Archive for geeks

stack explode

Posted in Books, Kids, University life with tags , , , , , , , , on October 21, 2019 by xi'an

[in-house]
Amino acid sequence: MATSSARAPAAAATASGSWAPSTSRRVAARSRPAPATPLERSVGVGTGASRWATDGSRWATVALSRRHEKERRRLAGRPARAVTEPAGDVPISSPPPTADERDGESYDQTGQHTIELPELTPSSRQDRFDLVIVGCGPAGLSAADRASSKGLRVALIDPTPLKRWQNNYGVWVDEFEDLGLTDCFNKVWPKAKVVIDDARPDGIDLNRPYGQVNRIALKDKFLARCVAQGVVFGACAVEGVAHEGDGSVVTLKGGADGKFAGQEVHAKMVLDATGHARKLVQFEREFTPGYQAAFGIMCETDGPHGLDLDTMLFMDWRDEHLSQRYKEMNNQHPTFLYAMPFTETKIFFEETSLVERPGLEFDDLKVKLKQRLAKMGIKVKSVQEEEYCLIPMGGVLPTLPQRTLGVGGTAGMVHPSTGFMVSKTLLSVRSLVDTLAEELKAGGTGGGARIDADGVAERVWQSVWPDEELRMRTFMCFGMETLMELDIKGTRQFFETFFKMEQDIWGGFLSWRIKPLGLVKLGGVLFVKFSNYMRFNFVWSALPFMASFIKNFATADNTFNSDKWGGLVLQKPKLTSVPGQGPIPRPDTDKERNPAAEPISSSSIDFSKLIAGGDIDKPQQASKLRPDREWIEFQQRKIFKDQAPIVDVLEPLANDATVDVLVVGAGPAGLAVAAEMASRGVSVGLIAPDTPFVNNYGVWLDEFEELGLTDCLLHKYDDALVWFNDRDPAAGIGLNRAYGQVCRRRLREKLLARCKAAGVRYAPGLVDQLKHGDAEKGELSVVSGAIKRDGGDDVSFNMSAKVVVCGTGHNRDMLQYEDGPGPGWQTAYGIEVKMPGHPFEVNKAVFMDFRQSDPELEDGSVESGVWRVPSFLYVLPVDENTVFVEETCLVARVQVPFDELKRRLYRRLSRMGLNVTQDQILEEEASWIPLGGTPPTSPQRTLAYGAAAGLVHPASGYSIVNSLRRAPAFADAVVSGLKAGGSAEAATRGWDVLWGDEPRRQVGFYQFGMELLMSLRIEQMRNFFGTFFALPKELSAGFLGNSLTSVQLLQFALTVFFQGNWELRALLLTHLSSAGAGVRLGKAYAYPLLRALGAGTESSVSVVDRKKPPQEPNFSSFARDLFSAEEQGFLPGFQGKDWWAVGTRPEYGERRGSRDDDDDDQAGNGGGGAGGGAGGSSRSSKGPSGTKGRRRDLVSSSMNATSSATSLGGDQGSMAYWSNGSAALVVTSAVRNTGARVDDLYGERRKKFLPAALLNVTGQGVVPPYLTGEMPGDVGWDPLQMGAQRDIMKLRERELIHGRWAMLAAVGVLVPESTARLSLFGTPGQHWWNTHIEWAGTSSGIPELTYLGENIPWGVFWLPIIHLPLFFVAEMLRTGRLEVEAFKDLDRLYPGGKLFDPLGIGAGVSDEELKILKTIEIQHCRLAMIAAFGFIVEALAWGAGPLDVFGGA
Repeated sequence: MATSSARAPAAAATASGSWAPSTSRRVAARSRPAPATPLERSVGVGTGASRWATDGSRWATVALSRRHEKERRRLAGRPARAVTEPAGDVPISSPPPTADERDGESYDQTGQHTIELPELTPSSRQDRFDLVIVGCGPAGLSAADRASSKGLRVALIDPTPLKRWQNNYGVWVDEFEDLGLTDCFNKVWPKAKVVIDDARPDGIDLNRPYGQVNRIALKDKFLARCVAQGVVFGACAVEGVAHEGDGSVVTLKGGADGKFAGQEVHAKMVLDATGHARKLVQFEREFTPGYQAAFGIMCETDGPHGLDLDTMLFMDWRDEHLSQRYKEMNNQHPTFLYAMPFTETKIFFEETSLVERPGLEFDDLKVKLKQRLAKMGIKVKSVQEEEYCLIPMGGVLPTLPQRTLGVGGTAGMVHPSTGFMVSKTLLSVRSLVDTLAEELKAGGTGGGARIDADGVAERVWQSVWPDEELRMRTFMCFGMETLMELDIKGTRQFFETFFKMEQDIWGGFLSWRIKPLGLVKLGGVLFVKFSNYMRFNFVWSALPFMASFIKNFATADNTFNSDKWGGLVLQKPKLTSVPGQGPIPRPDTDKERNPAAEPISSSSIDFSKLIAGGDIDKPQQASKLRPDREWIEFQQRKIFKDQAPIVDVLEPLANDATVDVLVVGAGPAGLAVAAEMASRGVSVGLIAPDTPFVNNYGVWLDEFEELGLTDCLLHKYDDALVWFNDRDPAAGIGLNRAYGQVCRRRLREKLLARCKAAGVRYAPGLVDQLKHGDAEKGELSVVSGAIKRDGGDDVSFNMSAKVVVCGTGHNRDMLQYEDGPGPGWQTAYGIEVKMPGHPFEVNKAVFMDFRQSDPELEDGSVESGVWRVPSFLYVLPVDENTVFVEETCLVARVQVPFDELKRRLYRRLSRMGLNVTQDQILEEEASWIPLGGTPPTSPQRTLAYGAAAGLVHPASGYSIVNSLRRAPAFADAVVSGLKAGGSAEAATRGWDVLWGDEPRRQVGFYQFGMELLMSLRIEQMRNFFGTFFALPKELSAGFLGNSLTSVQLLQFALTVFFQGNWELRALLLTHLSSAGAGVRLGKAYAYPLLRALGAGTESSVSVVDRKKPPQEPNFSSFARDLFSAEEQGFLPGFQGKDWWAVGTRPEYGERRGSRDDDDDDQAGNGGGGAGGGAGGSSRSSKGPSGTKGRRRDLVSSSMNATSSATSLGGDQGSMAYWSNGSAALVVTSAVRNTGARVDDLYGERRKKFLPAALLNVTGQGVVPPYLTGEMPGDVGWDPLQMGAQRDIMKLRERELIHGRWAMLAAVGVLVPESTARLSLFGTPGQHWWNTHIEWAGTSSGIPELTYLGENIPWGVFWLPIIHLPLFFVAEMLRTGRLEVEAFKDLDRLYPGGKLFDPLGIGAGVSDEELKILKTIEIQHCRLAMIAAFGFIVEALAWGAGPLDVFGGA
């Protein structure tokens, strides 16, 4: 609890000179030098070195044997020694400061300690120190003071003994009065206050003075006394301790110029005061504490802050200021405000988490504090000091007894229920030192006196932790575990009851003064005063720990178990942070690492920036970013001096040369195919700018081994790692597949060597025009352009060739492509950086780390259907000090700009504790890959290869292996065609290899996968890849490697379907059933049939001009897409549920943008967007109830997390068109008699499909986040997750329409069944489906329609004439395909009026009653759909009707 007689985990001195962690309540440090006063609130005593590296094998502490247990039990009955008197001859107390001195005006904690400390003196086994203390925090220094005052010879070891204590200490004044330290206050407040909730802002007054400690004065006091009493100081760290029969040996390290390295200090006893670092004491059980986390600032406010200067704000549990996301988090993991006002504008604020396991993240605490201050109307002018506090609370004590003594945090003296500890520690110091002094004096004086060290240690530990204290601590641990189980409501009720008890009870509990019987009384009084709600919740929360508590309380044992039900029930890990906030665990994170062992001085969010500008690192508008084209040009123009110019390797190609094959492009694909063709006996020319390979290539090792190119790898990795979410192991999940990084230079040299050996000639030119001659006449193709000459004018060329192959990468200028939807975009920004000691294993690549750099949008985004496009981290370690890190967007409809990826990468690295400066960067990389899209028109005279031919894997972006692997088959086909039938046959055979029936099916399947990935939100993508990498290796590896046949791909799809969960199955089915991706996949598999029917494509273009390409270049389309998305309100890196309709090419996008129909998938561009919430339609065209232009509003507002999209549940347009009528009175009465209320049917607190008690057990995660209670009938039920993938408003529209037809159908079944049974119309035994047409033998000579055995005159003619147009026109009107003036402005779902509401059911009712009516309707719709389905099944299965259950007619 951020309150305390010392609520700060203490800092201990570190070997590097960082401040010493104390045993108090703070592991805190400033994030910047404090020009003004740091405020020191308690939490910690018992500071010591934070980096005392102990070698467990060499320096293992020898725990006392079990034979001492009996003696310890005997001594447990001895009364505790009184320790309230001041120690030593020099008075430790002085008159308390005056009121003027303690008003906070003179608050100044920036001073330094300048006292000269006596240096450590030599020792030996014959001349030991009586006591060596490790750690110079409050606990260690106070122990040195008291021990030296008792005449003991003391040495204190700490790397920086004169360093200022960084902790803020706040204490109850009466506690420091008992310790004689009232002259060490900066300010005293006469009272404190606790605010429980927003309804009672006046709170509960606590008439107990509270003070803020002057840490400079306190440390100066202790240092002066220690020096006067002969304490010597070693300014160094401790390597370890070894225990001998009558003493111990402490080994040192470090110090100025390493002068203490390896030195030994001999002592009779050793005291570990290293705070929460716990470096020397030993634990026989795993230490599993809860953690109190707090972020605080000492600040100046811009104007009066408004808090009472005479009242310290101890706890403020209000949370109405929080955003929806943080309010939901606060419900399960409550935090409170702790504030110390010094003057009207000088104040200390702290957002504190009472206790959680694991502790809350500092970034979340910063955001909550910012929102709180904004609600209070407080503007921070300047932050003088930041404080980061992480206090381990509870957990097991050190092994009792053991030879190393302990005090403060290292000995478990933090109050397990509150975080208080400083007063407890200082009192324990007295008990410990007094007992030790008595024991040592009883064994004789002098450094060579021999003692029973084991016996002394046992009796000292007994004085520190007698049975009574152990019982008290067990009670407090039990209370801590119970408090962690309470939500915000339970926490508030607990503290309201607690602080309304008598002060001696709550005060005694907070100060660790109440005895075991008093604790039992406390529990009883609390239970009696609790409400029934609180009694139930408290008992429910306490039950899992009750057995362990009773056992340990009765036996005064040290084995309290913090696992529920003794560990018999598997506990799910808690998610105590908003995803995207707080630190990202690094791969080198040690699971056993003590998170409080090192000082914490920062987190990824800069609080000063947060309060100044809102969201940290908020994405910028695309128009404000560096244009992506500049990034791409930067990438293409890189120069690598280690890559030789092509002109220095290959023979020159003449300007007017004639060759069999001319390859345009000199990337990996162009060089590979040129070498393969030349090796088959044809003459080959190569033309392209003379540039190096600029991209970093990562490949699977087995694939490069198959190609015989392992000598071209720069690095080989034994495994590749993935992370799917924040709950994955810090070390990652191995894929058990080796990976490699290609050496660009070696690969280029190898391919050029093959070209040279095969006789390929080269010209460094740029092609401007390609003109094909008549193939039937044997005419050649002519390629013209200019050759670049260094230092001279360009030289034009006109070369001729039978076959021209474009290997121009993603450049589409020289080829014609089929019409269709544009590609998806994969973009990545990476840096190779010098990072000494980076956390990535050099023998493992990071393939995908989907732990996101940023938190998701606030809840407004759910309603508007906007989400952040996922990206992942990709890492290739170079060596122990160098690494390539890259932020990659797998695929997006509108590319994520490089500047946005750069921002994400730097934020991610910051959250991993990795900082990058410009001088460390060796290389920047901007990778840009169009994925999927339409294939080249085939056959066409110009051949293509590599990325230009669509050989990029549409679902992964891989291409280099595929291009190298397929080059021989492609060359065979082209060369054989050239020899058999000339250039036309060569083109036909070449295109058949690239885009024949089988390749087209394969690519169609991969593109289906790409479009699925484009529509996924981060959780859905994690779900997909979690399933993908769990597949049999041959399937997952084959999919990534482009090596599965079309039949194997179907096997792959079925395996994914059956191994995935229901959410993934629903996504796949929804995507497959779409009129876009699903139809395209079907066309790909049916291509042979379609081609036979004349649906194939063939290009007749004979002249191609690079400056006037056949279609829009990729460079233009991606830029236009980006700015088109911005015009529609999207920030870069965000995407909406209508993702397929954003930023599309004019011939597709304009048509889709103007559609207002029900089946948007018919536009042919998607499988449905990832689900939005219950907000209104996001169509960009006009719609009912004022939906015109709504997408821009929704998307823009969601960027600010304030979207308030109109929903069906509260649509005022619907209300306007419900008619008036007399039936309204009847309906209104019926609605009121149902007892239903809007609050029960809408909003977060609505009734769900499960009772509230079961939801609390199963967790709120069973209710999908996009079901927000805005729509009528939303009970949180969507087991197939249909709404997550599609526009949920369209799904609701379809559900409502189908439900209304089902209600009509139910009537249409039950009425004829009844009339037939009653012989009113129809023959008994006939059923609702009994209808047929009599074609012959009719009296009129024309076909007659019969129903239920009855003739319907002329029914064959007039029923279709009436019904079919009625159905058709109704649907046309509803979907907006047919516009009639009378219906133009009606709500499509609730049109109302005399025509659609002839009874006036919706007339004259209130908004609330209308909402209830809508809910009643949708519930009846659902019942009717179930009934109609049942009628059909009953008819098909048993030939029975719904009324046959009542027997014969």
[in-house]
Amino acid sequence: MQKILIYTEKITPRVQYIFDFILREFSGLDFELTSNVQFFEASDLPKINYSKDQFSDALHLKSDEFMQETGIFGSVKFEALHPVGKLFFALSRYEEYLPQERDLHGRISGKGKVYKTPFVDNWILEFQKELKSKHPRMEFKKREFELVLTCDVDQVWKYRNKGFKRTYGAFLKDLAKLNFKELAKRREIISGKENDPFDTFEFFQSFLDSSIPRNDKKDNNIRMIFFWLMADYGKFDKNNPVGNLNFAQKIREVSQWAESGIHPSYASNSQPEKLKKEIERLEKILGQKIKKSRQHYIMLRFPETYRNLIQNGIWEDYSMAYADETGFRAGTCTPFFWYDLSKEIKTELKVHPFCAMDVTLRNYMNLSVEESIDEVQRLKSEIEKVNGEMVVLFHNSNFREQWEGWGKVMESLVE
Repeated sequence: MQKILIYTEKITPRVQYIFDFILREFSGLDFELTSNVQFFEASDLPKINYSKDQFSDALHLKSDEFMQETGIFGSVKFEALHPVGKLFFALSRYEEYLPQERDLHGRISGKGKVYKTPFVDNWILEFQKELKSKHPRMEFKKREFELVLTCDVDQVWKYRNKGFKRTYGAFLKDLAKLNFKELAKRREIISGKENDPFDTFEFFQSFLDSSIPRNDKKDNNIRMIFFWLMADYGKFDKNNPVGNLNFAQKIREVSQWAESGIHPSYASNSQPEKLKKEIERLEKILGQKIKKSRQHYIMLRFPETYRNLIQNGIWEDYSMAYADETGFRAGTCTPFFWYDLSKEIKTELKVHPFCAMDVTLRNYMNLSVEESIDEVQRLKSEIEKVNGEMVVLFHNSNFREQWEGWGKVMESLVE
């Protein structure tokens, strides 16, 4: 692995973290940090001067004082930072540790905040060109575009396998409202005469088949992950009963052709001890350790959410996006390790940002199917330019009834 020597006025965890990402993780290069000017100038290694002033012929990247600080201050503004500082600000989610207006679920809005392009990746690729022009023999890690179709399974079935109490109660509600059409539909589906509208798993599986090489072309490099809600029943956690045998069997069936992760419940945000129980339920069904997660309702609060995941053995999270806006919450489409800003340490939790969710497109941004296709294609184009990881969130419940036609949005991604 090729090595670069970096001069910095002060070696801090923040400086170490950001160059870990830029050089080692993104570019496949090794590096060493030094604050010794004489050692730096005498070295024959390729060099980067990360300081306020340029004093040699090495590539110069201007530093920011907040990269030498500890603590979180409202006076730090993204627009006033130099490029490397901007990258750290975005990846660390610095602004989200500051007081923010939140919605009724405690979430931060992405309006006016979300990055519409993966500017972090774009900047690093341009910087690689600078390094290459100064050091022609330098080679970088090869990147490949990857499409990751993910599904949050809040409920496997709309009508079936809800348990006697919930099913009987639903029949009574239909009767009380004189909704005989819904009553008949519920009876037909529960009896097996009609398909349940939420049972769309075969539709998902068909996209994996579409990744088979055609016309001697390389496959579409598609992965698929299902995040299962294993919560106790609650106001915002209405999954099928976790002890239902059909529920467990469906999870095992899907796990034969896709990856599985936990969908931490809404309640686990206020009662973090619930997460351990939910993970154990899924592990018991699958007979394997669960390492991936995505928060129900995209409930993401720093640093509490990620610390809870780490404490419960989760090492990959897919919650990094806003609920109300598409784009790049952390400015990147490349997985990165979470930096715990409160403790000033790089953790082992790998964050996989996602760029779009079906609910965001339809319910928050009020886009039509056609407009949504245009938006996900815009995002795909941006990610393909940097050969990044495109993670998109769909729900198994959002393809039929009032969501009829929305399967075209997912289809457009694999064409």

To say the least, most Stack Exchange communities have been quite active in the past days, not towards solving an unusual flow of questions from new or old users, but in protesting against the exclusion of a moderator who disputed on a moderator forum the relevance of a code of conduct change proposed or imposed by the private company behind Stack Exchange, now called Stack Overflow (like the honomym forum on Stack Exchange). A change about the use of gender pronouns in comments and answers (an announcement that attracted the second largest number of negative votes for the entire site). And an exclusion followed by a sequence of apologies from the company highest officers that did not seem to pacify anyone (first largest number of negative votes!) and that kept the excluded moderator excluded. And leading to close to one hundred moderators resigning or going AWOL. Including one of the most active members of X validated, Glen_b. Who posted a detailed description of the chain of events and a most rational explanation of why he was resigning from being a moderator. And then another major moderator, gung… A flak overflow as put by another report.